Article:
Chapter 6: Cartilage and Bone, Chapter 9: Articulations
Chapter 6: Cartilage and Bone, Chapter 9: Articulations ANTR 350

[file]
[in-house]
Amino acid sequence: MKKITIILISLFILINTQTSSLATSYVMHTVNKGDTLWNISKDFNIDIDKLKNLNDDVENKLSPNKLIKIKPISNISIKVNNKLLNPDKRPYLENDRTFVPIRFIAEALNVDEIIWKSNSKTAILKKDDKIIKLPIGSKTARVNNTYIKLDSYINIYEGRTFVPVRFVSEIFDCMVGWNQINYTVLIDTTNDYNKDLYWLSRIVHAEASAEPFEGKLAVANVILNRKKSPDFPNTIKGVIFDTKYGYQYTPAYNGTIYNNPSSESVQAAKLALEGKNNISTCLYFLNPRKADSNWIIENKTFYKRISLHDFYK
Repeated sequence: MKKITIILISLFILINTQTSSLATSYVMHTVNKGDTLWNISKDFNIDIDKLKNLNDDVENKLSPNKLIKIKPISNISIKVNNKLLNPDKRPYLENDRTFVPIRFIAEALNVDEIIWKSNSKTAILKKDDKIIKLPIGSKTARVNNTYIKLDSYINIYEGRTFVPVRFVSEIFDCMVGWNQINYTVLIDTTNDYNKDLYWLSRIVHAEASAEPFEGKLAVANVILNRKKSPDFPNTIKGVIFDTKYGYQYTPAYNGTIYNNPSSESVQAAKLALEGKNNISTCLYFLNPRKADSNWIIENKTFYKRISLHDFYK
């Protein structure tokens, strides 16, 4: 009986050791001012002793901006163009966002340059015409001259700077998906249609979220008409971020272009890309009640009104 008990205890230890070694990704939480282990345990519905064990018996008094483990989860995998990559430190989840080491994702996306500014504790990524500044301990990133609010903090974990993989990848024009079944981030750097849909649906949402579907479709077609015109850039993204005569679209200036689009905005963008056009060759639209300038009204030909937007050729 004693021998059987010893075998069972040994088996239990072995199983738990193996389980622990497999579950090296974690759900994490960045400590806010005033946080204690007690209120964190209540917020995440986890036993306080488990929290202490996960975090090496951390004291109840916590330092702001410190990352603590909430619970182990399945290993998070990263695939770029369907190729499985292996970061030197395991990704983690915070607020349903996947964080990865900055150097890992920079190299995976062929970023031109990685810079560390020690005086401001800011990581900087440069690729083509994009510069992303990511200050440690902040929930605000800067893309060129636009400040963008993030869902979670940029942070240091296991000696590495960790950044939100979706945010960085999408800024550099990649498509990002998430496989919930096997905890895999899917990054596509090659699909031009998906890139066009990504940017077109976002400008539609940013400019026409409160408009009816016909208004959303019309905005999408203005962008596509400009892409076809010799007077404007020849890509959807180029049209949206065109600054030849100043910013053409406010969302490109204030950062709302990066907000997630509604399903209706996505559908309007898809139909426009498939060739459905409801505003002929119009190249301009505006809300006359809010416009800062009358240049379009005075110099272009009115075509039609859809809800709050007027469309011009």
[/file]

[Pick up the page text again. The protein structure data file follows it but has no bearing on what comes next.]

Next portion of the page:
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CHAPTER 6 CARTILAGE AND BONE skeleton is supporting framework for the soft tissues of the body continually rebuilds and remodels itself reservoirs for calcium and phosphorus skeletal system includes bones cartilage ligaments and other connective tissues that stabilize or connect the bones Cartilage semirigid connective tissue that is weaker than bone but more exible and resilient contains a population of cells in a matrix of protein bers embedded within gellike ground substance 0 chondroblasts produce the matrix of cartilage and once they become encased within this matrix they producesecrete the cells are called chondrocytes and occupy small spaces called lacunae these are mature cartilage cells 0 mature cartilage is avascular not penetrated by blood vessels so nutrients diffuse through matrix 0 three types 0 hyaHne o elastic o brocartilage Functions of Cartilage 3 Major 0 supporting soft tissues 0 providing a gliding surface at articulations where two bones meet 0 model for the formation of most bones in the body in embryonic stage cartilage is later replaced by bone tissue Growth Patterns of Cartilage Cartilage grows in 2 ways 0 interstitial growth growth from within the cartilage itself o appositional growth growth along the cartilage s periphery In embryotic development both interstitial and appositional cartilage growth occur simultaneously 0 interstitial growth declines rapidly as cartilage matures and becomes semirigid and the matrix can no longer expand 0 Then only appositional growth occurs at the edges of the cartilage c When the cartilage is fully mature growth stops and only occurs slightly after injury but is limited because of the lack of blood vessels m 0 primary component of bone is bone connective tissue 0 quotosseous connective tissuequot 0 calci cation or mineralization is the process of matrix of bone connective tissue becoming sturdy and rigid due to deposition of minerals in the matrix Functions of Bone Support and Protection 0 framework for body 0 protect delicate tissues and organs 0 Movement 0 groups of bones serve as attachment sites for skeletal muscle soft tissues organs 0 levers for when muscles contract 0 Hemopoiesis 0 process of blood cell production 0 produced in red bone marrow located in some spongy bone contains stem cells that form all elements in blood children red bone marrow is in spongy bone and the medullary cavity of most bones adults red bone marrow degenerates and turns into fatty tissue called yellow bone marrow and red marrow only remains in selected portions of axial skeleton Storage of Mineral and Energy Reserves 0 O 0 90 of body s calcium and phosphorus reserves are stored in and released by bones calcium is needed for muscle contraction blood clotting nerve impulse transmission phosphate needed for ATP utilization When body needs calcium or phosphate bone connective tissue is broken down and minerals are released to bloodstream Potential energy is form of lipids is stored in yellow marrow shaft of long bones Classi cation and Anatomv of Bones shape and size depend on function Four classes of bones Long bones 0 0 0 0 0 greater length than width elongated cylindrical shaft diaphysis most common bone shape in upper and lower limb arm palm gingers foot toes vary in size Short bones 0 999 nearly equal length and width external surface covered by compact bone interior surface composed of spongy bone carpals tarsals sesamoid bones tiny seedshaped bones along tendons of some muscles patella is largest sesamoid bone Flat bones 0 at thin surfaces 0 composed of roughly parallel surfaces of compact bone with layer of internal spongy bone 0 provide extensive surfaces for muscle attachment and protect underlying soft tissues 0 form roof of skull scapulae sternum ribs Irregular bones 0 elaborate complex shapes don t t into other categories 0 vertebrae ossa coxae hip bones ethmoid and sphenoid bones of skull General Structure and Gross Anatomy of Long Bones principal gross feature of long bone is its shaft called the diaphysis which is elongated usually cylindrical and provides leverage and major weight support of long bone epiphysis ends of long bone look like knobs 0 enlarged to strengthen the joint and provided max surface area for bone articulations and tendonligament attachment 0 outer layer of compact bone inner of spongy 0 proximal epiphysis is end of bone closest to body trunk 0 distal epiphysis is end farthest from trunk metaphysis region in mature bone between diaphysis and epiphysis 0 in growing bone the epiphyseal growth plate is here thin layers of hyaline cartilage that provide for continuous lengthwise growth of diaphysis adults remnant of epiphyseal plate is thin layer of compact bone called the epiphyseal line articular cartilage thin layer of hyaline cartilage covering the epiphysis at a joint surface 0 reduces friction and absorbs shock in movable joints medullary cavity marrow cavity hollow cylindrical space within diaphysis 0 contains yellow bone marrow o endosteum incomplete layer of cells that covers all internal surfaces of bone like the medullary cavity 0 contains osteoprogenitor cells osteoblasts and osteoclasts for bone growth repair remodeling o periosteum tough sheath that covers outer surface of bone except for areas warticular cartilage 0 made of dense irregular connective tissue 0 consists of an outer brous layer and inner cellular layer 0 anchored to bone by strong collagen bers called perforating bers 0 function protects bone from surrounding structures anchors blood vessels and nerves to bone provides stem cells osteoprogenitor cells and osteoblasts for bone width growth and fracture repair M 4 types of cells in bone connective tissue 0 osteoprogenitor cells stem cells derives from mesenchyme 0 divide to produce another stem cell quotcommitted cellquot that becomes and osteoblast 0 located in periosteum and endosteum o osteoblasts formed from osteoprogenitor stem cells cuboidal structure secrete initial semisolid organic form of bone matrix called osteoid will calcify as a result of calcium salt deposition 0 osteobasts produce new bone and once entrapped in the matrix they produce and secrete they turn into osteocytes o osteocytes mature bone cells derived from osteoblasts that are trapped in the matrix they secreted 0 found in small spaces in matrix called lacunae 0 maintain bone matrix and detect mechanical stress on bone 0 if stress present osteocytes tell osteoblasts to make new bone matrix at the surface 0 osteoclasts large multinuclear phagocytic cells 0 derived from fused bone marrow cells 0 ru led border where they contact bone increasing SA exposure to bone 0 located within or adjacent to a depression or pit in bone surface called a resorption lacuna 0 involved in bone resorption osteoclasts secrete hydrochloric acid l dissolves mineral calcium phosphate parts of bone matrix lysosomes within osteoclasts secrete enzymes that dissolve organic part of matrix osteolysis release of stored calcium and phosphate from bone matrix to tissue uid then blood 0 osteoclasts remove matrix and osteobasts make it maintaining delicate balance 0 osteobast and osteoclast activity are affected by hormone levels need for minerals in body and mechanicalgra vitationa stressors on bone a when osteobast activity gt osteoclast activity bones have greater mass Composition of the Bone Matrix 0 13 of bone mass is organic components cells collagen bers ground substance 0 collagen bers give bone tensile strength by resisting stretching and twisting adds to exibility 0 ground substance is semisolid material that suspends and supports collagen bers 0 Inorganic components provide compressional strength 0 mostly calcium phosphate 0 calcium phosphate calcium hydroxide hydroxyapatite crystals around collagen bers in extracellular matrix hardening the matrix calci cation Comparison of Compact and Spongy Bone Two types of connective tissue in bones o compact bone quotdense or cortical bonequot solid relatively dense 0 solid external walls of long bone 0 spongy bone quotcancellous or trabecular bonequot porous like sponge 0 forms open lattice of narrow plates of bone called trabeculae 0 located internally primarily in epiphyses 0 diplo is spongy bone between 2 layers of compact bone in at bone of skull 0 contains no osteons or concentric lamellae contains parallel lamellae lacunae and canaliculi Compact Bone Microscopic Anatomy organized into a cylindrical osteon or Haversian system which is the basic functional and structural unit of mature compact bone osteons run parallel to diaphysis and is a 3D structure is microscopic OSTEONS HAVE THE FOLLOWING COMPONENTS central canal quotHaversian canal is cylindrical channel in center of osteon traveling within are blood vessels and nerves that supply the bone concentric lamellae rings of bone connective tissue surrounding central canal form bulk of osteon contains collagen bers oriented in one direction and adjacent lamellae contain perpendicular bers ALTERNATING COLLAGEN FIBER DIRECTION GIVES BONE PART OF ITS STRENGTH AND RESILIENCE 0 numbers vary among osteons contain collagen bers and are rings of bone issue 0 they do not contain blood vessels and nerves the osteonic canal inside contains them not the lamellae osteocytes housed in lacunae and occur between adjacent concentric lamellae canaliculi tiny interconnecting channels within bone connective tissue that extend from and connect lacuna traveling through lamellae also connects lacuna to central canal 0 house osteocyte cytoplasmic projections that permit intercellular contact and communication 0 nutrients minerals gases and wastes travel through canaliculi between central canal and osteocytes ALSO IN COMPACT BONE BUT NOT IN OSTEONS Perforating canals contain blood vessels and nerves but run perpendicular to central canals and help connect central canals creating vascular and innervation connection among osteons circumferential lamellae rights of bone immediately internal to periosteum of bone external circumferential lamellae or internal to endosteum internal circumferential lamellae 0 both appear during bone formation run circumference of bone itself interstitial lamellae leftover parts of osteons that have been partially resorbed 0 look like a bite has been taken out of them 0 incomplete have no central canal Sponov Bone Microscooic Anatomv contains no osteons instead the trabeculae of spongy bone are composed of parallel lamellae between lamellae are osteocytes resting in lacunae numerous canaliculi radiate from lacunae nutrients diffuse through canaliculi that open to surfaces of the trabeculae to reach the osteocytes trabeculae are network of crisscrossing bars and plates of bone pieces l distributes stresses and forces across bone Ossi cation or osteogenesis is the formation and development of bone connective tissue begins in embryo and continues as the skeleton grows even after adult bone forms ossi cation continues 812 weeks of development skeleton forms from thick condensations of mesenchyme or a hyaline cartilage model of bone 0 models are replaced by hard bone lntramembranous Ossi cation bone growth within a membrane thin layer of mesenchyme is the membrane bone is derived from it mesenchyme is an embryonic connective tissue that has mesenchymal cells and abundant ground substance produces at bones of skull some facial bones zygomatic bone maxilla the mandible and the central part of the clavicle Steps of intramembranous ossi cation 0 begins when mesenchyme becomes thickenedcondensed wdense supply of blood capillaries o l Ossi cation centers form within thickened regions of mesenchyme o 2 Osteoid undergoes calci cation o 3 Woven bone and its surrounding periosteum form woven bone is the primary bone connective tissue formed is immature not well organized lamellar bone is secondary bone replaces woven o 4 Lamellar bone replaces woven bone as compact bone and spongy bone form lamellar bone replaces trabeculae of woven bone external trabeculae are lled l compact bone internal trabeculae modi ed l spongy bone at bone results with 2 external layers of compact bone spongy layer between Endochondral Ossi cation produces bones of upper and lower limb pelvis vertebrae ends of clavicle long bone begins with hyaline cartilage Stei3s o 1 Fetal hyaline cartilage model develops o chondroblasts secrete cartilage matrix hyaline forms 0 chondroblasts become chondrocytes trapped n lacunae o perichondrium surrounds cartilage o 2 Cartilage calci es periosteal bone collar forms 0 chondrocytes start to hypertrophy enlarge and resorb eat away surrounding cartilage matrix large holes in matrix 0 cartilage matrix calci es chondrocytes die and disintegrate because nutrients can not pass l calci ed shaft with holes where chondrocytes were 0 blood vessels grow toward penetrate perichondrium around shaft stem cells here divide and form osteoblasts 0 tissue becomes vascularized perichondrium periosteum o osteoblasts in internal layer of periosteum secrete osteoid around calci ed shaft l osteoid hardens and forms a periosteal bone collar around shaft 0 3 The primary ossi cation center region where bone replaces cartilage in the center of the diaphysis of hyaline cartilage model forms in the diaphysis 0 growth of a periosteal bud lled wcapillaries and osteoblasts extends from periosteum into core of shaft l invades spaces left by chondrocytes l osteoblasts produce osteoid 0 center of diaphysis is primary ossi cation center ossi cation spreads outward to epiphyses calcifying tissue 0 4 Secondary ossi cation centers form in the epiphyses 0 same process of ossi cation occurs in epiphyses 0 When cartilage here degenerates at birth epiphyseal blood vessels and osteoprogenitor cells reach epiphysis o secondary ossi cation centers form as bone replaces calci ed cartilage I not all form at birth some in childhood I when forming osteoclasts resorb bone matrix within diaphysis and create a hollow medullary cavity 0 5 Bones replaces cartilage except the articular cartilage and epiphyseal plates 0 end of bone development hyaline cartilage only found as articular cartilage on the articular surface of each epiphysis and is called the epiphyseal plate sandwiched between diaphysis and epiphysis o 6 Epiphyseal plates ossify and form epiphyseal lines 0 upon reaching adult size 0 epiphyseal line remnant of epiphyseal plate internal thin line of compact bone 0 Depending on the bone epiphyseal plate ossi cation occurs between ages 1025 years Comparison of lntramembranous and Endochondral Ossi cation Starting Tissue o l mesenchyme o E hyaline cartilage lnitial Development 0 l 8 weeks 0 E 812 weeks Ossi cation Centers o I multiple 0 E Diaphysis rst then epiphyses Examples of bones o I at bones of skull some facial bones mandible and central clavicle o E upper and lower limb bones pelvis vertebrae ends of clavicle ribs Epiphyseal Plate Morphology The epiphyseal plate has ve zones wzone l nearest to epiphysis and last zone 5 is near diaphysis o 1 zone of resting cartilage 2 proliferating cartilage 3 hypertrophic cartilage 4 calci ed cartilage 5 zone of ossi cation Growth of Bone o interstitial growth is lengthwise growth occurs within epiphyseal plate which maintains thickness and is pushed away from center of shaft 0 at maturity epiphyseal cartilage production slows osteoblast activity accelerates o appositiona growth is growth in thickness occurs within periosteum o osteoblasts lay done layers of bone matrix parallel to surface called external circumferential lamellae like tree rings expansion of width Bone Remodeling 0 bone continues to grow and renew itself throughout life 0 bone remodeling is the continual deposition of new bone connective tissue and the removal resorption of old bone connective tissue 0 helps maintain calcium and phosphate levels in body stimulated by stress on bone fracture exercise ongoing process occurs at periosteal and endosteal surfaces of bone modi es architecture of bone or changes total amount of minerals deposited in the skeleton o formationgtresorption in children reverse in adults 0000 Blood Supply and Innervation blood is highly vascularized red bone marrow 4 major sets of blood vessels nutrient artery nutrient blood vessels and nutrient vein supply diaphysis of long bone nutrient artery enters and nutrient vein leaves bone via a nutrient foramen in bone branches extend along shaft and into central canal of osteons metaphyseal arteries and metaphyseal veins provide blood supply to diaphyseal side of the epiphyseal plate where new bone ossi cation forms bone connective tissue to replace epiphyseal plate cartilage epiphyseal arteries and veins provide blood to epiphyses of bone 0 once epiphyseal line forms epiphyseal and metaphyseal blood supplies interconnect quotanastomosequot periosteal arteries and veins provide blood to external circumferential lamellae and super cial osteons within the compact bone at the external edge of bone MAINTAINING HOMEOSTASIS AND PROMOTING BONE GROWTH Effects of Hormones Hormones control and regulate bone growth and maintenance by altering the rates of osteoblast and osteoclast activity Growth hormone somatotropin produced by the anterior pituitary gland affects bone growth by stimulating the formation of another hormone called quotsomatomedinquotwhich is produced in liver and stimulates growth of cartilage in epiphyseal plate Thyroid hormone secreted by thyroid gland stimulates bone growth by in uencing basal metabolic rate of bone cells Both hormones balanced together maintain normal activity at epiphyseal plates until puberty 2 hormones regulate calcium levels in blood calcitonin secreted by cells in thyroid gland in response to elevated levels of calcium in blood encourages calcium deposition from blood into bone and inhibits osteoclast activity o parathyroid hormone producedreleased by parathyroid glands in response to reduced calcium levels in blood stimulates osteoclasts to resorb bone and increase calcium in blood sex hormones estrogen and testosterone dramatically accelerate bone growth increase rate of bone formation by osteoblasts in ossi cation centers in epiphyseal plate prominent in puberty abnormal amounts of hormones malfunctions in bone maintenance and growth 0 glucocorticoids hormones produced by adrenal cortex levels too high cause bone resorption and lead to loss of bone mass Effects of Vitamins vitamins required for bone growth and maintenance 0 vitamin A activates osteoblasts o vitamin C required for normal synthesis of collagen the primary organic component in bone matrix 0 vitamin D stimulates absorption and transport of calcium and phosphate ions into the blood necessary for calci cation of bone Effects of Exercise 0 mechanical stress exercise is needed for normal bone remodeling 0 increased amounts of mineral salts deposited and collagen bers synthesized 0 increases production of calcitonin which makes bone grow Fracture Repair 0 fracture break in bone 0 stress facture tiny break caused by recent increased physical activity in which bone experiences repetitive loads occur in weight bearing bones o traumatic fracture results from impact or excess stress to the bone 0 pathologic fracture results from bone being weakened by disease fractures categorized by amount of soft tissue damaged 0 simple fracture broken bone doesn t penetrate skin compound fracture does Steps of bone fracture repair l A fracture hematoma forms from clotted blood in area 2 A brocartilaginous soft callus forms 0 regenerated blood capillaries in ltrate hematoma 0 hematoma reorganized into actively growing connective tissue called a procallus produces collagen bers that connect broken ends of bones 0 procallus becomes brocartilaginous soft callus after chondroblasts form dense regular connective tissue 3 A hard bony callus forms 0 replaces brocartilaginous callus by osteoprogenitor cells adjacent to callus becoming osteoblasts and producing trabeculae of primary bone 4 The bone is remodeled 0 hard callus for 34 months as osteoclasts remove excess bone compact bone replaces primary bone fracture leaves thick spot in bone BONE MARKINGS bone markings or surface features characterize each bone in body include projections marking tendon or ligament attachment points used to describe elevations and depressions condyle large smooth rounded articulating oval structure facet small at shallow articulating surface head prominent rounded epiphysis trochlea smooth grounded pulleylike articular process alveolus deep pit or socket in the maxillae or mandible fossa attened or shallow depression sulcus narrow groove crest narrow prominent ridgelike projection epicondyle projection adjacent to a condyle line low ridge process any marked bony prominence ramus angular extension of a bone relative to the rest of the structure spine pointed slender process trochanter massive rough projection found only on the femur tubercle small round projection tuberosity large rough projection canal passageway through a bone ssure narrow slitlike opening through a bone foramen rounded passageway through a bone sinus cavity or hollow space in bone AGING OF THE SKELETAL SYSTEM Two ways 1 tensile strength of bone decreases because of a reduced rate of protein synthesis l can t produce bone matrix D brittle bones 2 bone oses calcium and minerals l thin bones insuf cient ossi cation osteopenia o aging causes all people to become slightly osteopenic o osteoporosis bone mass becomes reduced enough to compromise normal function region of mature bone between diaphysis and epiphysis is the metaphysis fracture at distal end of bula and maleous of tibia is speci cally called a Pott fracture cancer is most likely to be involved in a pathologic fracture rings of bone connective tissue that surround the central canal of an osteon are called concentric lameae CHAPTER 9 ARTICULATIONS Articulations ointsl the place of contact between bones between bone and cartilage or between bones and teeth bones are said to articulate with each other at a joint 0 arthrology is the study ofjoints there is an inverse relationship between mobility and stability in articulations more movement less stable Classi cation of loints joints are categorized structuraly on basis of type of connective tissue binding articulating surfaces of bones and whether a space occurs between the articulating bones brous joint bones held together by dense regular brous connective ssue cartilaginous joint bones joined by cartilage o synovial joint uid lled joint cavity separating cartilagecovered articulating surfaces of the bones articulating surfaces enclosed within a capsule bones are joined by various ligaments joints classi ed functionaly based on extent of movement permitted 0 synarthrosis immovable joint 0 amphiarthrosis slightly movable joint 0 diarthrosis freely movable joint Fibrous loints Articulating bones joined by dense regular connective tissue most are immovable or slightly movable have no joint cavity there are 3 types Gomphoses quotpeg in socketquot o articulations of roots of individual teeth with sockets of mandible and maxillae tooth held in place by brous periodontal membrane synarthrosis joint Sutures immovable brous joints occur only between certain bones of skull have distinct interlocking usually irregular edges that both increase strength and decrease number of fractures at these articulations permit the skull to grown as brain size increases childhood becomes ossi ed in adults fusion of suture causes them to become synostoses Syndesmoses brous joints in which articulating bones are joined by long strands of dense regular connective tissue only allow for slight mobility amphiarthrosis occur between radius amp ulna tibia amp bula bones bound side by side by a broad ligamentous sheet called and interosseous membrane which provides a pivot point for bones to move against one another Cartilaginous oints Sync hond roses articulations where bones are joined by hyaline cartilage immobile synarthrosis hyaline cartilage of epiphyseal plates in children forms synchondroses that bind epiphysis and diaphysis of long bone when hyaline stops growing bone replaces cartilage and synchondroses no longer exists sphenooccipital synchondroses between sphenoid and basilar part of occipital bone doesn t fuse until 20 s chostochondral joints joints between each bony rib and its respective costal cartilage Symphyses have pads of brocartilage between articulating bones that resist compression and tension stresses and act as a resilient shock absorber all are amphiarthroses slight mobility pubic symphysis between right and left pubic bones allows pubis of pregnant females to change shape for delivery 0 intervertebral joints Synovial loints o freely mobile articulations bones separated by a joint cavity space 0 most common joints are synovial o glenohumeral shoulder tempromandibular elbow knee 0 diarthroses freely movable General Anatomy of Synovial joints 0 all have basic features of an articular capsule joint cavity synovial uid articular cartilage ligaments and nerves and blood vessels articular capsule doublelayered capsule enclosing synovial joints 0 outer layer is brous layer formed from dense connective tissue strengthens joint to prevent bones pulling apart 0 inner layer is synovial membrane composed of areolar connective tissue covers all internal joint surfaces not covered by cartilage lines articular capsule articulating bone surfaces are covered by thin hyaline cartilage layer called articular cartilage 0 reduces friction in joint during movement spongy cushion to absorb compression prevents damage to articulating ends of bones lacks a perichondrium because mature cartilage is avascular frequent stress of exercise is vital to maintain healthy articular cartilage because it enhances nutrition and waste removal 0 joint cavity quotarticular cavityquot is space with some synovial uid 0 permits separation of articulating bones synovial uid is viscous and oily composed of secretions from synovial membrane lining joint cavity has 3 functions OOOO o 1 lubricating the articular cartilage on articulating bones o 2 nourishes articular cartilage s chondrocytes movement expansioncompression at synovial joint causes articular cartilage to circulate synovial uid 0 3 acts as shock absorber distributing stresses and force evenly across articular surfaces when the pressure in the joint suddenly increases ligaments composed of dense regular connective tissue connect bone to bone strengthen and reinforce most synovial joints 0 extrinsic ligaments are outside of and separate from articular capsule o intrinsic ligaments represent thickenings of the articular capsule itself sensory nerves and blood vessels that innervate and supply articular capsule and associated ligaments o sensory nerves detect pain and report on amount of movementstretch l nervous system adjusts body bursa brous saclike structure that contains synovial uid and is lined by a synovial membrane 0 occur where any structures overlie and rub can be connected to joint cavity or completely separate 0 alleviates friction o elongated bursa called a tendon sheath wraps around tendons where there is excessive friction wrist ankle fat pads along margins of synovial joint 0 packing material provide some protection forjoint o ll spaces that form when bones move and joint cavity changes shape tendons are not part of synovial joint itself composed of dense regular connective tissue binds muscle to bone 0 help stabilize joints by passing across or around joint 0 can limit range or amount of movement in joint Types of Synovial joints cassified by types of movement allowed uniaxial bone moves in just one plane or axis biaxial bone moves in two planes or axis 0 multiaxial bone moves in multiple planes or axes a synovial joints are diarthroses but some more than others types are in order of least movable to most movable plane joint quotplanar or gliding jointquot 0 simplest synovial articulation least mobile type 0 uniaxial joint with only sidetoside movement 0 articulating surfaces of bones are at or planar o intercarpal and intertarsal joints 0 hinge joint uniaxial joint in which convex surface of one articulating bone ts into a concave depression of other bone 0 movement on singe axis 0 elbow knee ngerjoints o pivot joint uniaxial joint in which one articulating bone with a rounded surface ts into a ring formed by a ligament and another bone 0 atlantoaxial joint between rst two cervical vertebrae rounded dens of axis ts snugly against an articular facet on the anterior arch of the atlas joint pivots when shaking head no condylar joints quotcondyloid or ellipsoid jointsquot biaxial joints with an oval convex surface on one bone that articulates with a concave articular surface on the second bone 0 move on two axes o metacarpophalangeal joints of ngers 2 and 5 saddle joint articular surfaces of bones have convex and concave regions that resemble shape of saddle o carpometacarpal joint of thumb ballandsocket joints multiaxial joints in which spherical articulating head of one bone ts into the rounded cuplike socket of a second bone 0 hip and glenohumeral joint O 0 permits movement on three axes most freely movable type of synovial joint Movements at Synovial Joints four types of movement 0 Gliding simple movement two opposing surfaces slide slightly backand forth or sidetoside with respect to one another 0 0 angle between bones does not change and only limited movement is possible in any direction occurs along plane joints 0 Angular increases or decreases angle between two bones O O 0 occur at many synovial joints include exion and extension hyperextension lateral exion abduction and adduction circumduction exion movement in an anteriorposterior AP plane of body that decreases angle between articulating bones extension movement in AP plane that increases angle between articulating bones hyperextension extension of a joint beyond 180 degrees lateral exion trunk of body moves in a coronal plane laterally away from body occurs between vertebrae in cervical and lumbar regions abduction lateral movement of body part away from body midline adduction moving body part toward body midline circumduction sequence of movements in which proximal end of an appendage remains relatively stationary while the distal end makes circular motion result of continuous sequence of exion abduction extension and adduction o Rotation pivoting motion in which bone turns on its own longitudinal axis 0 O atlantoaxial joint lateral rotation turns anterior surface of laterally out medial rotation turns anterior surface medially in o pronation medial rotation of the forearm so that the palm of the hand is directed posteriorly or inferiorly o supination forearm rotates laterally so that palm faces anteriorly or superiorly Special Movements occur only at speci c joints include o depression inferior movement of a part of body 0 elevation superior movement of body part 0 only in ankle joint are dorsi exion bent upward and plantar exion inferior extension of foot downward o occurring only in intertarsal joints of foot are inversion sole of foot turns medially and eversion where sole turns to face laterally also called quotpronation and supinationquot o protraction anterior movement of body part from anatomic position 0 retraction posteriorly directed movement of a body part from anatomic position 0 opposition is moving thumb to touch nger pads enables hands to grasp distinctive human digital movement 0 opposite of opposition is reposition Temporomandibular Joint TMJ formed by the articulation of the head of the mandible with the articular tubercle of the temporal bone anteriorly and the mandibular fossa posteriorly only mobile joint between skull bone articular capsule surrounds the joint and promotes and extensive range of motion poorly stabilized l easily dislocation of mandible articular disc thick pad of brocartilage separating the articulating bones and extending horizontally to divide the joint cavity into two separate chambers l TM is really two synovial joints one between temporal bone and articular disc another between articular disc and mandible sphenomandibular ligament stylomandibular ligament and temporomandibular ligament support this joint exhibits hinge gliding and some pivot joint movements lntervertebral Articulations occur between bodies of vertebrae and superior and inferior articular processes of adjacent vertebrae intervertebral discs are pads of brocartilage that separate and cushion all vertebral bodies between the axis C2 and the sacrum Each disc has two components 0 anulus brosus is tough outer layer of brocartilage that covers each intervertebral disc contains collagen bers that attach disc to vertebrae and to ligaments along vertebrae o nucleus pulposus is the inner gelatinous core of the disc primarily water with some reticular and elastic bers loss of water in nucleus pulposus causes shrinking of spine with age and increased probability of injury anterior longitudinal ligament posterior longitudinal ligament interspinous ligaments supraspinous ligament ligamentum avum and ligamentum nuchae support the vertebral column Sternoclavicular loint saddle joint formed by articulation between manubrium of sternum and sternal end of clavicle articular disc partitions the Sternoclavicularjoint into two parts with two separate joint cavities wide range of movement supportedstabilized by bers of articular capsule anterior sternoclavicular ligament and posterior sternoclavicular ligament costoclavicular ligament is strong and wide attaches clavicle to rst rib stabilizes joint and prevents dislocation of shoulder when shoulder is elevated interclavicular ligament runs along sternal notch attaches to each clavicle reinforces superior regions of adjacent capsules makes joint very stable why clavicle breaks before joint dislocates Acromioclavicular loint plane joint between acromion and acromial end of clavicle brocartilaginous articular disc lies within joint cavity joint works with both sternoclavicular joint and glenohumeral joint to give upper limb full movement range Acromioclavicular ligament coracoclavicular ligament binds clavicle to coracoid process of scapula responsible for most stability of joint if torn causes complete separation Glenohumeral Shoulder loint ballandsocket joint formed by articulation of head of humerus and glenoid cavity of scapula permits greatest range of motion of any joint in body also most unstable joint in body most frequently dislocated brocartilaginous glenoid labrum encircles and covers surface of glenoid cavity coracoacromial ligament coracohumeral ligament glenohumeral ligaments often indistinct or absent minimal support transverse humeral ligament tendon of the long head of biceps brachii ligaments strengthen joint only minimally most of strength is from rotator cuff muscles surrounding it hold head of humerus in glenoid cavity tendons encircle joint and fuse with articular capsule inferior portion does not have rotator cuff and is most likely to be injured bursae decrease friction subacromial bursa subcoracoid bursa subdeltoid bursa subscapular bursa Elbow oint hinge joint composed primarily of two articulations the humeroulnarjoint ulna articulates w trochlea of humerus and the humeroradial joint capitulum of humerus articulates with the head of radius that are enclosed in a single articular capsule extremely stable because 0 articular capsule is fairly thick provides protection bony surfaces of humerus and ulna interlock well strong supporting ligaments thus it is not as mobile radial collateral ligament and ulnar collateral ligament are two main supporting ligaments along with anular ligament connecting radius and ulna holds radius in place for pronation and supination of forearm 0 subject to damage dislocations probably esp during growth OOOO Radiocarpal Wrist loint articulation among three proximal carpal bones the distal surface of the radius and a brocartilaginous articular disc separating ulna from radiocarpal joint entire wrist enshealthed in articular capsule reinforcing ligaments condylar articulation that permits everything but rotation intercarpal articulation are plane joints that permit gliding movements between individual carpal bones Hip Coxal loint articulation between head of femur and relatively deep concave acetabulum of the os coxae deep bony socket strong articular capsule supporting ligaments and muscular padding stable joint mm 0 largest and most complex diarthrosis of the both 0 2 parts tibiofemoral joint and the patellofemoral joint articular capsule in medial lateral and posterior regions but the anterior is covered by the quadriceps femoris muscle tendon where the patella is embedded patellar ligament extends patella to tibia o no common joint cavity or uni ed capsule o medial meniscus and the lateral meniscus are brocartilage pads that stabilize the joint medially and laterally act as cushions continuously change shape 0 anterior cruciate ligament ACL from posterior femur to anterior side of tibia when knee is extended ACL is tight and prevents hyperextension prevents tibia from moving anteriorly too far crossing ACL is posterior cruciate ligament PCL from anteroinferior femur to posterior side of tibia taut on exion prevents hyperflexion prevents posterior displacement of tibia on femur Talocrural Ankle loint 0 highly modi ed hinge joint permits dorsi exion and plantar exion 0 two articulations within one articular capsule deltoid ligament binds tibia to foot on medial side and prevents overeversion of foot very strong and rarely tears o lateral ligament prevents overinversion loints of the Foot Four types of synovial joints occur in foot intertarsal joints tarsometatarsal joints metatarsophalangeal joints and interphalangeal joints Disease and Aging of oints prior to epiphyseal plate closure injuries can fracture it after closures it is typically a sprain o arthritis disease that involves damage to articular cartilage 0 osteoarthritis prevalent problem in aging joint from cumulative wear and tear health ofjoints related to moderate exercise like bone strength 0 exercise also strengthens muscles around joints extreme exercise aggravates joints too quickly in life Develooment of the loints cartilage and dense connective tissue derives from mesenchyme